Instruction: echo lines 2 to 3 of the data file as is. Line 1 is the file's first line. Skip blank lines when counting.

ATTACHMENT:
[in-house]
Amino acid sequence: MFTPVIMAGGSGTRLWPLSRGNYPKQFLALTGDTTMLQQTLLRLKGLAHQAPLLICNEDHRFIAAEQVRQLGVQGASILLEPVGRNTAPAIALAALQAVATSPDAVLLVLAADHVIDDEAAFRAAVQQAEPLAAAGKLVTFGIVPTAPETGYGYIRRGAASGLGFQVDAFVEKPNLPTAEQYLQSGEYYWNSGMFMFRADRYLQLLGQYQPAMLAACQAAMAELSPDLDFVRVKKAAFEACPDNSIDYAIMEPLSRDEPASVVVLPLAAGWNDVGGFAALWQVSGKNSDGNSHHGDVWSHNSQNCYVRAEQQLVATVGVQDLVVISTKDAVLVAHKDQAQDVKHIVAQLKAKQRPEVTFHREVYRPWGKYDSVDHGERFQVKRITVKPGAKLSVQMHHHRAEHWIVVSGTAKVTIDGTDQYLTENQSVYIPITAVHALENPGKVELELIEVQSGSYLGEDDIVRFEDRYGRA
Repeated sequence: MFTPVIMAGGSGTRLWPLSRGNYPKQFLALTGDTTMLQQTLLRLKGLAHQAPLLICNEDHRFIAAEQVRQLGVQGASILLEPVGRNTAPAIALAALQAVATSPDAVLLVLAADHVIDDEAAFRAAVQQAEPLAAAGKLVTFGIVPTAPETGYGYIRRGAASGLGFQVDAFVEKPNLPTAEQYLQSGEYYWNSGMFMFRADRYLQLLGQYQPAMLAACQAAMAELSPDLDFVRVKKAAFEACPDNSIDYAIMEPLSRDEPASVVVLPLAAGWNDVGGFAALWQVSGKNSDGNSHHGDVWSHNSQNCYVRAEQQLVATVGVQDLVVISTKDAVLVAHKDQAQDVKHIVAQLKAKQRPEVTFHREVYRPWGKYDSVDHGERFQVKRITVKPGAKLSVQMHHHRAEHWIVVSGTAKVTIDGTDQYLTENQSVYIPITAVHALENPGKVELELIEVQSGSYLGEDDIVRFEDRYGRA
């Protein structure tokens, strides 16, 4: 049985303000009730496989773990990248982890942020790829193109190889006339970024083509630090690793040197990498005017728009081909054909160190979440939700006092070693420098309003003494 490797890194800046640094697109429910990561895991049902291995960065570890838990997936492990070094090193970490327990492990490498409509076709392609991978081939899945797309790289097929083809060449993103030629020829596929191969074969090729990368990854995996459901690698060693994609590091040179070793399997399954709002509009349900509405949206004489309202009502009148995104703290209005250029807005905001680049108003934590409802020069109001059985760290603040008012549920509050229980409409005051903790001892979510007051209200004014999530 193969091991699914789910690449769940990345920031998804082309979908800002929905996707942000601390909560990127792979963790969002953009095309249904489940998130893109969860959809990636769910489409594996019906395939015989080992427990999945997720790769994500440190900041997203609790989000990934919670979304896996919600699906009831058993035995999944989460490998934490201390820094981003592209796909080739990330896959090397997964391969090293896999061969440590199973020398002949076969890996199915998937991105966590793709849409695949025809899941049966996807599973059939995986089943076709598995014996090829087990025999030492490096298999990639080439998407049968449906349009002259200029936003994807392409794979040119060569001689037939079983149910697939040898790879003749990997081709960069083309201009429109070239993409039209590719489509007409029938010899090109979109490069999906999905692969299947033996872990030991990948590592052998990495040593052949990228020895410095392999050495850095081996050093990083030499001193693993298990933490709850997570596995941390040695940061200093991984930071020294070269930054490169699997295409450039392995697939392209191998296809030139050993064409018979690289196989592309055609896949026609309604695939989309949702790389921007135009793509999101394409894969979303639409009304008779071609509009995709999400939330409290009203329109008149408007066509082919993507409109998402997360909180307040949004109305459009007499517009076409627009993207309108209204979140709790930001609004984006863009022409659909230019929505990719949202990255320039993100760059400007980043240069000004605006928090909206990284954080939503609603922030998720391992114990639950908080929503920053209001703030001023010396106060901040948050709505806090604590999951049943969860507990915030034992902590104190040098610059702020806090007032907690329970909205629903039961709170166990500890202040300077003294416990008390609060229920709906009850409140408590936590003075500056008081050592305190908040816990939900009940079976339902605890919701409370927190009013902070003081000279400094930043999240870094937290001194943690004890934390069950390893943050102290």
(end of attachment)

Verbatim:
Amino acid sequence: MFTPVIMAGGSGTRLWPLSRGNYPKQFLALTGDTTMLQQTLLRLKGLAHQAPLLICNEDHRFIAAEQVRQLGVQGASILLEPVGRNTAPAIALAALQAVATSPDAVLLVLAADHVIDDEAAFRAAVQQAEPLAAAGKLVTFGIVPTAPETGYGYIRRGAASGLGFQVDAFVEKPNLPTAEQYLQSGEYYWNSGMFMFRADRYLQLLGQYQPAMLAACQAAMAELSPDLDFVRVKKAAFEACPDNSIDYAIMEPLSRDEPASVVVLPLAAGWNDVGGFAALWQVSGKNSDGNSHHGDVWSHNSQNCYVRAEQQLVATVGVQDLVVISTKDAVLVAHKDQAQDVKHIVAQLKAKQRPEVTFHREVYRPWGKYDSVDHGERFQVKRITVKPGAKLSVQMHHHRAEHWIVVSGTAKVTIDGTDQYLTENQSVYIPITAVHALENPGKVELELIEVQSGSYLGEDDIVRFEDRYGRA
Repeated sequence: MFTPVIMAGGSGTRLWPLSRGNYPKQFLALTGDTTMLQQTLLRLKGLAHQAPLLICNEDHRFIAAEQVRQLGVQGASILLEPVGRNTAPAIALAALQAVATSPDAVLLVLAADHVIDDEAAFRAAVQQAEPLAAAGKLVTFGIVPTAPETGYGYIRRGAASGLGFQVDAFVEKPNLPTAEQYLQSGEYYWNSGMFMFRADRYLQLLGQYQPAMLAACQAAMAELSPDLDFVRVKKAAFEACPDNSIDYAIMEPLSRDEPASVVVLPLAAGWNDVGGFAALWQVSGKNSDGNSHHGDVWSHNSQNCYVRAEQQLVATVGVQDLVVISTKDAVLVAHKDQAQDVKHIVAQLKAKQRPEVTFHREVYRPWGKYDSVDHGERFQVKRITVKPGAKLSVQMHHHRAEHWIVVSGTAKVTIDGTDQYLTENQSVYIPITAVHALENPGKVELELIEVQSGSYLGEDDIVRFEDRYGRA